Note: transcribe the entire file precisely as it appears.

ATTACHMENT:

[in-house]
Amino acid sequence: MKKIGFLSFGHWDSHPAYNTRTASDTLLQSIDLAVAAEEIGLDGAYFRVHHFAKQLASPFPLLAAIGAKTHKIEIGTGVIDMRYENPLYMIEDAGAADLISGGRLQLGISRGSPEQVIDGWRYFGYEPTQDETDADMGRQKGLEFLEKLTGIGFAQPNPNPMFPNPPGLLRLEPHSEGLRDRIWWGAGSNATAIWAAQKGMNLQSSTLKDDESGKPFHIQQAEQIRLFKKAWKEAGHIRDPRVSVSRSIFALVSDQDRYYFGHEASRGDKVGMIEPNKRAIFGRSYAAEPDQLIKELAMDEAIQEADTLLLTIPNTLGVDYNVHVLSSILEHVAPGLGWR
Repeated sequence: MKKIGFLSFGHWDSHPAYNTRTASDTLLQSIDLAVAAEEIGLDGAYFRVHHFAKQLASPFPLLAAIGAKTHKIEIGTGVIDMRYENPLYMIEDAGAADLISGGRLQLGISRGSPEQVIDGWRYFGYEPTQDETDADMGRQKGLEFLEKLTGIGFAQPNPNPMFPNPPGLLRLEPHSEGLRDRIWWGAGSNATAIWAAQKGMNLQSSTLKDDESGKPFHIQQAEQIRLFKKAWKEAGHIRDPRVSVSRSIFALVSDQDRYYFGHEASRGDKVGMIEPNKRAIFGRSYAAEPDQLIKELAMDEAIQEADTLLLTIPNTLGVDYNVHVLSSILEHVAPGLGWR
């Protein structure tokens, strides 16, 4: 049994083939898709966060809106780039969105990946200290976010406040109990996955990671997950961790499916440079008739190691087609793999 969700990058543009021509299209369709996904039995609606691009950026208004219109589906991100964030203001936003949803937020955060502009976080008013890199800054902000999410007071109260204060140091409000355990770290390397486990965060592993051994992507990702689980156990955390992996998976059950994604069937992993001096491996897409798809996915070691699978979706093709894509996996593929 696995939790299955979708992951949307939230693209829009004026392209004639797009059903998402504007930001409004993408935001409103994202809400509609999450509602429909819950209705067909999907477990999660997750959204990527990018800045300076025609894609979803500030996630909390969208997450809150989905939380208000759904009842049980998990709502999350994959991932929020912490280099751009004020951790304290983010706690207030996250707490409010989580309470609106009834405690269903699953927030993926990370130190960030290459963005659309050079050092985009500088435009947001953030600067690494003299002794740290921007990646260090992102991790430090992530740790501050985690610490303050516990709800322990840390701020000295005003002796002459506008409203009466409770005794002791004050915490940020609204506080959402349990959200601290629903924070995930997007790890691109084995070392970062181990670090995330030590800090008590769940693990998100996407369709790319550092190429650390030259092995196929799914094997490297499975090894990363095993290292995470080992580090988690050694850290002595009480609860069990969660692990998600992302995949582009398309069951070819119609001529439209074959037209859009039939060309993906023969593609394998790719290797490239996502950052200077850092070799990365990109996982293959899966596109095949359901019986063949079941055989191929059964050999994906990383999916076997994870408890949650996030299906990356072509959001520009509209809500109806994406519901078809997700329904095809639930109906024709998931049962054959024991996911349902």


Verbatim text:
[in-house]
Amino acid sequence: MKKIGFLSFGHWDSHPAYNTRTASDTLLQSIDLAVAAEEIGLDGAYFRVHHFAKQLASPFPLLAAIGAKTHKIEIGTGVIDMRYENPLYMIEDAGAADLISGGRLQLGISRGSPEQVIDGWRYFGYEPTQDETDADMGRQKGLEFLEKLTGIGFAQPNPNPMFPNPPGLLRLEPHSEGLRDRIWWGAGSNATAIWAAQKGMNLQSSTLKDDESGKPFHIQQAEQIRLFKKAWKEAGHIRDPRVSVSRSIFALVSDQDRYYFGHEASRGDKVGMIEPNKRAIFGRSYAAEPDQLIKELAMDEAIQEADTLLLTIPNTLGVDYNVHVLSSILEHVAPGLGWR
Repeated sequence: MKKIGFLSFGHWDSHPAYNTRTASDTLLQSIDLAVAAEEIGLDGAYFRVHHFAKQLASPFPLLAAIGAKTHKIEIGTGVIDMRYENPLYMIEDAGAADLISGGRLQLGISRGSPEQVIDGWRYFGYEPTQDETDADMGRQKGLEFLEKLTGIGFAQPNPNPMFPNPPGLLRLEPHSEGLRDRIWWGAGSNATAIWAAQKGMNLQSSTLKDDESGKPFHIQQAEQIRLFKKAWKEAGHIRDPRVSVSRSIFALVSDQDRYYFGHEASRGDKVGMIEPNKRAIFGRSYAAEPDQLIKELAMDEAIQEADTLLLTIPNTLGVDYNVHVLSSILEHVAPGLGWR
């Protein structure tokens, strides 16, 4: 049994083939898709966060809106780039969105990946200290976010406040109990996955990671997950961790499916440079008739190691087609793999 969700990058543009021509299209369709996904039995609606691009950026208004219109589906991100964030203001936003949803937020955060502009976080008013890199800054902000999410007071109260204060140091409000355990770290390397486990965060592993051994992507990702689980156990955390992996998976059950994604069937992993001096491996897409798809996915070691699978979706093709894509996996593929 696995939790299955979708992951949307939230693209829009004026392209004639797009059903998402504007930001409004993408935001409103994202809400509609999450509602429909819950209705067909999907477990999660997750959204990527990018800045300076025609894609979803500030996630909390969208997450809150989905939380208000759904009842049980998990709502999350994959991932929020912490280099751009004020951790304290983010706690207030996250707490409010989580309470609106009834405690269903699953927030993926990370130190960030290459963005659309050079050092985009500088435009947001953030600067690494003299002794740290921007990646260090992102991790430090992530740790501050985690610490303050516990709800322990840390701020000295005003002796002459506008409203009466409770005794002791004050915490940020609204506080959402349990959200601290629903924070995930997007790890691109084995070392970062181990670090995330030590800090008590769940693990998100996407369709790319550092190429650390030259092995196929799914094997490297499975090894990363095993290292995470080992580090988690050694850290002595009480609860069990969660692990998600992302995949582009398309069951070819119609001529439209074959037209859009039939060309993906023969593609394998790719290797490239996502950052200077850092070799990365990109996982293959899966596109095949359901019986063949079941055989191929059964050999994906990383999916076997994870408890949650996030299906990356072509959001520009509209809500109806994406519901078809997700329904095809639930109906024709998931049962054959024991996911349902």